Twenty-eight newborns prenatally diagnosed with lethal anomalies were eligible for a pilot hospice program at Rockford Memorial Hospital (RMH). Comprehensive care in a comforting community setting was provided to the 75% of families who chose this option. No maternal morbidity resulted. In the 76% of infants who were born live, survival ranged from 20 minutes to 256 days. Further study of psychological outcomes is warranted.
"the need for comprehensive, especially psychological, care for families of infants who will die in utero, or live for only a short while after birth, has been underestimated. The family's experience with these pregnancies is analogous to that of families with a terminally ill child. Their needs are best fulfilled with a comprehensive end-of-life approach."
"We recognize that when a prenatal diagnosis portends perinatal death of the family's newest member, hospice care must start at the time of diagnosis."
"To provide adequate understanding, especially while exploring anticipatory
grieving, parents were carefully counseled regarding the fetal diagnosis and probable prognosis. Families were allowed to grieve, explore life issues, and prepare for the precious time they might have to spend with their child. Antepartum consultation with the neonatology service included development of a postnatal plan for the eventuality of a live birth."
"Perinatal hospice care has now been offered on the RMH perinatal service for a number of years. During the pilot program, 75% of patients chose to continue their pregnancies in this environment of care, despite prenatal diagnosis of a lethal condition. The care of this group of patients was accomplished without any notable maternal morbidity."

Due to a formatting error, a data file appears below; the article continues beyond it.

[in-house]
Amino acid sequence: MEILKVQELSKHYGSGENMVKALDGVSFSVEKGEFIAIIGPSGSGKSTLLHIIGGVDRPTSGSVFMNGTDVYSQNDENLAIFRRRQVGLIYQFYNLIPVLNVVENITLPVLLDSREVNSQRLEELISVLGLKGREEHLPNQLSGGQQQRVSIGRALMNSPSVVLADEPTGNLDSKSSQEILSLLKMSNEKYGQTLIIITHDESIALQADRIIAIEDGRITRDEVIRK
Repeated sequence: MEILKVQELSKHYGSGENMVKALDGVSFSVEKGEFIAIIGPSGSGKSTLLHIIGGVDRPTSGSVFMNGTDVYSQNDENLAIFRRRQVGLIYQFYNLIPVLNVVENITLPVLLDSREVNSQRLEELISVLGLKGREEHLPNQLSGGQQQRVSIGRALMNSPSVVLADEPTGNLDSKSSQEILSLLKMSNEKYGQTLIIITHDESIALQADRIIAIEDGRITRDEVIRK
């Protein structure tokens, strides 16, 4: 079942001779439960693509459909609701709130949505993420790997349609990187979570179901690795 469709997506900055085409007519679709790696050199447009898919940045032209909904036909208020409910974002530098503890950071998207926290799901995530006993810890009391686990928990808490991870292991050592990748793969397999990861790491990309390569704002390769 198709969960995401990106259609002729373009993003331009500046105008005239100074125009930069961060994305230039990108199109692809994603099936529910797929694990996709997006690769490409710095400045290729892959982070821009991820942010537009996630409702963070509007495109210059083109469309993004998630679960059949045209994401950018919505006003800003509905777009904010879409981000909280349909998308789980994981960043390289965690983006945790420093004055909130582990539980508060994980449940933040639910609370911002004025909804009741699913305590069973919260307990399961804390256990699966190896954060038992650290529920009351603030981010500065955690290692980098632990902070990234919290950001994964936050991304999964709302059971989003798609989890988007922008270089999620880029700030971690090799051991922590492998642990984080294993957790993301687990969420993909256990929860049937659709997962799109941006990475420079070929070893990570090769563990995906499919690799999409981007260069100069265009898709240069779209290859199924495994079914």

"Typically, the options presented to the parents at the time a lethal condition is diagnosed include abortion of the pregnancy versus continued pregnancy with routine maternal care, and nonintervention for the neonate at the time of labor and delivery. A bare presentation of these options may leave parents with the perceived choice of futilely watching their
infant die, which they may also interpret as increasing the suffering of their child, versus actively doing something to end this sudden, emotionally wrenching dilemma."
"Parents of infants with external congenital defects are not repulsed by the appearance of their infant, and most emphasize the normal aspects of the child. A major advantage of perinatal hospice is that a significant majority of these infants may be live-born, allowing the parents and family a chance to share precious time with their infant, even if the infant's life is exceedingly brief."
Calhoun BC, Napolitano P, Terry M, et al. Perinatal hospice. Perinatal Hospice: Family-Centered Care of the Fetus with a Lethal Condition. Journal of American Physicians and Surgeons Volume 11 Number 2 Summer 2006